Gen X is the most influential generation, says Yahoo in a new study, but it’s also somewhat forgotten about, as America’s “middle child”. Citing data showing that Gen X has the highest median income and controls close to one-third of total income dollars, Yahoo delves into the media behaviors and attitudes of what it says are “influential but overlooked” consumers.
Based on a survey of more than 2,000 adults – including more than 850 Gen Xers (35-54) – the report indicates that 51% of Gen Xers feel that they are part of the “vanishing” middle class. As parents, almost half worry that their kids are spoiled, while more than 8 in 10 feel that it’s important that they instill some sense of financial understanding in their children.
Interestingly, two-thirds of Gen Xers feel that they work a lot harder than the Millennial generation, while only 38% of Millennials (18-34) surveyed feel that their generation works harder than older generations. Perhaps that’s not too surprising in light of other research showing how dim a view Millennials have of their own generation.
Nevertheless, Gen Xers (13%) were only half as likely as Millennials (26%) to say they increased the amount of time they worked after having kids. Indeed, 81% of Gen X parents say that a work-life balance is important.
Turning to technology and content engagement, the report demonstrates that Gen Xers tend to multitask more than Millennials during prime time, but that it stunts their emotional response to content more so than for Millennials. When it comes to content, the idea of Gen X as the middle child emerges: they’re in between Millennials and Boomers (55-64) in terms of their likelihood to consume their top categories of content, ranging from news, to weather, music, food and cooking and technology. The only categories in which they’re the most likely to consume content are sports and travel (each by only a small margin).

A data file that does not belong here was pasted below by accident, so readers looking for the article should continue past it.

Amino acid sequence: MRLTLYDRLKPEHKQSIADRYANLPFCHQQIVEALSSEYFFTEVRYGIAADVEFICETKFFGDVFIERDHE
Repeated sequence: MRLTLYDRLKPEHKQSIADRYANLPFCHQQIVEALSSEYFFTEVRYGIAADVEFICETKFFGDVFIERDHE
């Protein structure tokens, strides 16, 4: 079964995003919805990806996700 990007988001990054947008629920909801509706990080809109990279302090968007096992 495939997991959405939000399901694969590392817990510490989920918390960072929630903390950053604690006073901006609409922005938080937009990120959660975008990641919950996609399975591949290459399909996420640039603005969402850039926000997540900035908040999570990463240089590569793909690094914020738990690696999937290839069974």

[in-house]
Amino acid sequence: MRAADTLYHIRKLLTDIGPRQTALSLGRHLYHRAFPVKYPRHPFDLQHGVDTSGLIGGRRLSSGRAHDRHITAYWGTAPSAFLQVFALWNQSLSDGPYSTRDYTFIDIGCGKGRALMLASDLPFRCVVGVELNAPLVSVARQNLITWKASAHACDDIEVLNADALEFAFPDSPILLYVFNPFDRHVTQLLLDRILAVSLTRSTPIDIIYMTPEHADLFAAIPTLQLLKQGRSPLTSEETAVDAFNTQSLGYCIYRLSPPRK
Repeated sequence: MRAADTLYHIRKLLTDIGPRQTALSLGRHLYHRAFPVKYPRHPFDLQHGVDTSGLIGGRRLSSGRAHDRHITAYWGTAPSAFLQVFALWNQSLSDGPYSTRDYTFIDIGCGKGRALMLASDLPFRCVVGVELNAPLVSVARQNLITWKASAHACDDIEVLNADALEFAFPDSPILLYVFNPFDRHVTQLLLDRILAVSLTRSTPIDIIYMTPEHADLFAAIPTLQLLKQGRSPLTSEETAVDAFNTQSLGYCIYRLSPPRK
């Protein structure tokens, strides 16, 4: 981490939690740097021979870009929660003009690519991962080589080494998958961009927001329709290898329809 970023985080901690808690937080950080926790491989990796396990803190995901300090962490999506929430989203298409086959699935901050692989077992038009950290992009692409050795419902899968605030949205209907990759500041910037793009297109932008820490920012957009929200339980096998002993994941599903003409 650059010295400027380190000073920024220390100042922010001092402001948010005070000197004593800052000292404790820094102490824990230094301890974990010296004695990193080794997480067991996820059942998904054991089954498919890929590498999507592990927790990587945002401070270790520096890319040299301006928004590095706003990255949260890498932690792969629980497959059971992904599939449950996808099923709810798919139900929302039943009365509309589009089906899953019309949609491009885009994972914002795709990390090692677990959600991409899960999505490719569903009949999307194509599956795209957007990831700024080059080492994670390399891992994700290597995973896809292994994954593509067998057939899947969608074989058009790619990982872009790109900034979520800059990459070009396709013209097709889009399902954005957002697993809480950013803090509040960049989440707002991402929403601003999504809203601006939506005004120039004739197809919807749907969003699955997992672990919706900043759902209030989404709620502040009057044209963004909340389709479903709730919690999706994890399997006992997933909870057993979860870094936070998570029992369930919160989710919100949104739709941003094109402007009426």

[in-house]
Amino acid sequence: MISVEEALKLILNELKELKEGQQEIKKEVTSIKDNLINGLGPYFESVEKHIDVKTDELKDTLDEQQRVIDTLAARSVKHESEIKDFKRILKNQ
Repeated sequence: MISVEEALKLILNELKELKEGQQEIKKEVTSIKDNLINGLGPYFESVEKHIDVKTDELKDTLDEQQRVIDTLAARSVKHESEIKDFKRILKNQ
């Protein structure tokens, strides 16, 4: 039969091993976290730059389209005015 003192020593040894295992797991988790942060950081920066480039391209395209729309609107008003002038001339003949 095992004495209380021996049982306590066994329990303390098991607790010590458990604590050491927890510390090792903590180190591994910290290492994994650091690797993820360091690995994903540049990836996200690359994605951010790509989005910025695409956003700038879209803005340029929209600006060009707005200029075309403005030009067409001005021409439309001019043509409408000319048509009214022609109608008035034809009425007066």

Gen Xers appear to be avid consumers of content online, though. Three-quarters do so when on social media, and almost one in 3 consume content posted by brands or companies. Meanwhile, close to 8 in 10 researched products online in the month prior to the survey, with the most commonly-researched products being clothing or apparel (37%), electronics (32%), entertainment items (26%) and food or beverages (26%).
The Yahoo study finds some interesting results in analyzing adults’ receptiveness to advertising. While one-quarter of Gen Xers agree that they feel like their generation is often forgotten about by advertisers, an almost equal share of Millennials (24%) feel the same way. Given the extreme amounts of attention paid to Millennials by marketers, this is surprising to say the least.
Just as notable: Boomers (21%) were the least likely to agree – albeit by a small margin – that their generation is often forgotten about by advertisers. That runs counter to MarketingCharts research on advertising to Baby Boomers, which has found older Americans feeling ignored by advertisers despite controlling the vast majority of disposable income in the US.
In a similar question, roughly one-third of respondents to the Yahoo survey from each generation agreed that “it’s about time advertisers recognized that my generation shops too”. Here again the lack of differences between younger and older generations is surprising.
In other advertising-related attitudes, the study notes that:
- 30% of Gen Xers are more likely to click on an ad aimed specifically at their generation, compared to 37% of Millennials and 23% of Boomers; and
- 27% of Gen Xers are more likely to purchase a product from a brand whose ad is targeted specifically at their generation, compared to 27% of Millennials and 17% of Boomers.
The study notes that in each of the attitudinal statements about advertising, agreement was higher among Gen X parents than among Gen Xers overall.
Recommendations for creative strategy and messaging include:
- Indulging Gen Xers’ “kick my feet up” fantasies;
- Kid/tech dilemmas and bonding moments;
- Nostalgia with a deeper purpose; and
- Chin-up inspiration.